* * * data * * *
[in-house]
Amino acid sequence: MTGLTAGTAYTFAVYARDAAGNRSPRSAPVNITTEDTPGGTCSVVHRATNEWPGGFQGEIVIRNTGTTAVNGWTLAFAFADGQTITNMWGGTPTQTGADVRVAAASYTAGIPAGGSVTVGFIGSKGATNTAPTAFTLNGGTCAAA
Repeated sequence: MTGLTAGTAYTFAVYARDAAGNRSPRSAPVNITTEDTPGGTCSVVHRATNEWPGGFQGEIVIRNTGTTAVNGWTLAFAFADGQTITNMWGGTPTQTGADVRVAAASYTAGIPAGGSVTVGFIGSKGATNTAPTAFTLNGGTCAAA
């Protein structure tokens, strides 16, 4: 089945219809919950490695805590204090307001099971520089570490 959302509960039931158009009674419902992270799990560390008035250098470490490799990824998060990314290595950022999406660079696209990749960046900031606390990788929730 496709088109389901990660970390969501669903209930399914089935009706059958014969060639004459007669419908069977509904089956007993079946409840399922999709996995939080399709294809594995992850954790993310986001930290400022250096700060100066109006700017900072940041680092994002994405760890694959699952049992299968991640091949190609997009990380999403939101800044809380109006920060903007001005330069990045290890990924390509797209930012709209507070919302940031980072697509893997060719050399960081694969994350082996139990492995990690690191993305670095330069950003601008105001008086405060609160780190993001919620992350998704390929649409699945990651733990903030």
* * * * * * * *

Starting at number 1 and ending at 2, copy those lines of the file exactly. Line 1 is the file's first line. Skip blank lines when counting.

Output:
[in-house]
Amino acid sequence: MTGLTAGTAYTFAVYARDAAGNRSPRSAPVNITTEDTPGGTCSVVHRATNEWPGGFQGEIVIRNTGTTAVNGWTLAFAFADGQTITNMWGGTPTQTGADVRVAAASYTAGIPAGGSVTVGFIGSKGATNTAPTAFTLNGGTCAAA